AT&T 3G MicroCell to offer unlimited iPhone calling for $20 extra

Posted:
in iPhone edited January 2014
AT&T customers who live or work in one of the company's many pockets of poor or dead 3G service will soon have the option to pay $20 extra to obtain unlimited calling over 3G using their own Internet access.



AT&T hasn't yet set a retail price on its forthcoming new 3G MicroCell appliance, which connects to your existing Internet to supply local 3G voice, SMS/MMS, and data coverage for nearby AT&T customers. However, a report by Engadget Mobile attributed to an anonymous tipster says that the company plans to offer an unlimited calling plan for users for $20 per month.



Bundled with AT&T-supplied Internet (if available in your area), the monthly fee drops to $10, and with AT&T Internet and landline service (if you also pay to have one of those old plug-in type phones), the monthly fee goes away entirely.



It's not clear if the monthly fee for unlimited wireless calling through the device will be mandatory in order to obtain the 3G MicroCell device. According to the photo of official looking marketing collateral included in the report, "3G phones connected to the MicroCell without AT&T Unlimited MicroCell Calling continue to use existing plan minutes."



If unlimited calling is entirely optional, iPhone 3G and 3GS users may be able to buy and install the 3G MicroCell and simply use it to burn their existing plan minutes without paying any additional monthly fees, solving dropped call or delayed SMS issues for users working inside shielded buildings, for example.



Even if obtaining the device requires the additional unlimited calling plan, users may end up saving money by cutting their existing plan minutes and placing most of their calls from their home or work location. Current iPhone service plans with AT&T cost $60 for 450 daytime rollover minutes, $80 for 900, $100 for 1350, or $120 for unlimited.



In either case, other AT&T users who access the MicroCell to place 3G calls, texts or access mobile data will not be charged any differently than if they were to use a regular 3G tower; they will simply eat up their existing plan minutes.



The 3G MicroCell does not create a VoIP alternative to AT&T's network; it simply tunnels 3G voice and data over the user's existing broadband Internet service to AT&T's servers, which process it like any other call handled by its existing 3G cell towers.



AT&T's 3G appliance isn't usable by 3G mobile users on other carriers, nor does it provide GSM/EDGE service usable by the original iPhone model. It will work with any 3G-capable sold by AT&T, however. It's not yet known if the MicroCell supplies the standard 3.6Mbit/sec HDPA service typical of AT&T's current towers, or if it supplies the faster 7.2 service supported by the iPhone 3GS.



Due to broadcasting regulations, users will also be prevented from using the 3G MicroCell in areas where AT&T doesn't officially do business. For example, it can't be installed by users in Vermont or North Dakota or in other countries outside the US; this is enforced by GPS tracking in the device.



Other mobile providers already sell similar "mini cell tower" devices, commonly referred to in the industry as a femtocell, either solely to provide service where coverage is missing or to allow customers to provide their own pipe for unlimited mobile calling. For example, Sprint sells its Airave for $5 per month, or with an unlimited calling plan that costs $10. Verizon sells a femtocell for its 3G users with no monthly fees, but does not provide any unlimited calling option.



T-Mobile provides unlimited calling through its [email protected] service, which costs $10 per month. However, rather than being a 3G femtocell that program uses UMA (Unlicensed Mobile Access), a 3GPP standard for placing mobile calls over WiFi. Unlike femtocells, which work with existing 3G phones by emulating a regular cell tower, UMA requires special hardware support to be built into the phone in order to place calls wherever WiFi service is available.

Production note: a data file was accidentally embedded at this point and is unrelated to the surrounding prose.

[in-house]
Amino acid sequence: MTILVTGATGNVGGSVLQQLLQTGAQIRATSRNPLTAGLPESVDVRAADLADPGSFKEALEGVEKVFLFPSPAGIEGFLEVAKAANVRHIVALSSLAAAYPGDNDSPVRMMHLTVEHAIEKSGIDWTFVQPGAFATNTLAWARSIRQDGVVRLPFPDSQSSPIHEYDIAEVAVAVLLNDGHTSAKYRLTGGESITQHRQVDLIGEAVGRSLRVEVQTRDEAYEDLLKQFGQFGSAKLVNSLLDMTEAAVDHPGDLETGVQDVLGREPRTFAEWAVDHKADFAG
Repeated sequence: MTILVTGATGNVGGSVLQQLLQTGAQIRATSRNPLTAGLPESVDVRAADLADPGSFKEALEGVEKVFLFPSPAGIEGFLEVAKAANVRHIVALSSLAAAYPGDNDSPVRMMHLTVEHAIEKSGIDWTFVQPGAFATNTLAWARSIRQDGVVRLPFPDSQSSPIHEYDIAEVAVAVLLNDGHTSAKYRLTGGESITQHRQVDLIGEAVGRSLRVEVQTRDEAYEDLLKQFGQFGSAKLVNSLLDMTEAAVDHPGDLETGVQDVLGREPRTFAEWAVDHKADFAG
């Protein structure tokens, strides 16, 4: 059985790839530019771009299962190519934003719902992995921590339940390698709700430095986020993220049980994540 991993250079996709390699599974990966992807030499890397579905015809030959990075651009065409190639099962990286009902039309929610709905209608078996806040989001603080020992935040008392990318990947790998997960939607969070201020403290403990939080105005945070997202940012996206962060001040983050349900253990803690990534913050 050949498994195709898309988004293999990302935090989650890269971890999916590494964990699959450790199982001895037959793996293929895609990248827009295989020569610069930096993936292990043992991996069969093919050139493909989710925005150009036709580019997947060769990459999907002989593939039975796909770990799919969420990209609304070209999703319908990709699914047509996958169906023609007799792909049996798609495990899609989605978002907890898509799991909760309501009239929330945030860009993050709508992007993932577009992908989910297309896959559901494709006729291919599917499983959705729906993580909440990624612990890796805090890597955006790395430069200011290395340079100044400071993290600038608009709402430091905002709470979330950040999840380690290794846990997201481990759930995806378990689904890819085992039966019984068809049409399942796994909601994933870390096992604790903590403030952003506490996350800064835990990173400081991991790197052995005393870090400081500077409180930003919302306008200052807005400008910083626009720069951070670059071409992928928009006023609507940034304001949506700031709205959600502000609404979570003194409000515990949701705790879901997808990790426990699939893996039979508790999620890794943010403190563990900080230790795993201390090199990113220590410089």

AT&T is expected to begin rolling out 3G MicroCell devices to users in a limited number of markets over the next couple of weeks, following an extensive beta testing period. Hammered by the iPhone's voracious data demands, AT&T's 3G mobile network has been criticized as severely inadequate by many high profile critics and plenty of frustrated users.
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Comments

  • Reply 1 of 63
    Quote:
    Originally Posted by AppleInsider View Post


    Due to broadcasting regulations, users will also be prevented from using the 3G MicroCell in areas where AT&T doesn't officially do business. For example, it can't be installed by users in Vermont or North Dakota or in other countries outside the US; this is enforced by GPS tracking in the device.



    Yeah, typical. Yet another newfangled 'offering' where everything is in the fine print. Gee, this one will take off......
  • Reply 2 of 63
    Quote:
    Originally Posted by anantksundaram View Post


    Yeah, typical. Yet another newfangled 'offering' where everything is in the fine print. Gee, this one will take off......



    Um, that fine print isn't AT&T's... its prob. the FCC/FTC. Still, AT&T doesn't operate at all in two states??? Who the heck operates in Alaska but not Vermont?



    If you can outright buy this, and not be forced into a monthly unlimited contract, I just may be tempted to install one in my office at work (which is in the basement) depending on the price. I have no need for it otherwise...
  • Reply 3 of 63
    Last to the party and the most expensive too...



    Nothing like paying extra to fill in for poor service where there is supposed to be service.



    I would think that providers would give these things out like candy for free. Think of all the money they would save because of the reduction of people calling to complain about poor coverage...
  • Reply 4 of 63
    melgrossmelgross Posts: 31,656member
    What does the device itself cost?



    If, as the article thinks is possible, they don't charge any monthly fee for not using the unlimited plan, that's not expensive. Why would someone think it would be?
  • Reply 5 of 63
    Quote:
    Originally Posted by clexman View Post


    Last to the party and the most expensive too...



    Nothing like paying extra to fill in for poor service where there is supposed to be service.



    I would think that providers would give these things out like candy for free. Think of all the money they would save because of the reduction of people calling to complain about poor coverage...



    This is $20 per month, right? I would prefer to pay for the device and then have my minutes used when going over internet instead. (I think Verizon does it this way)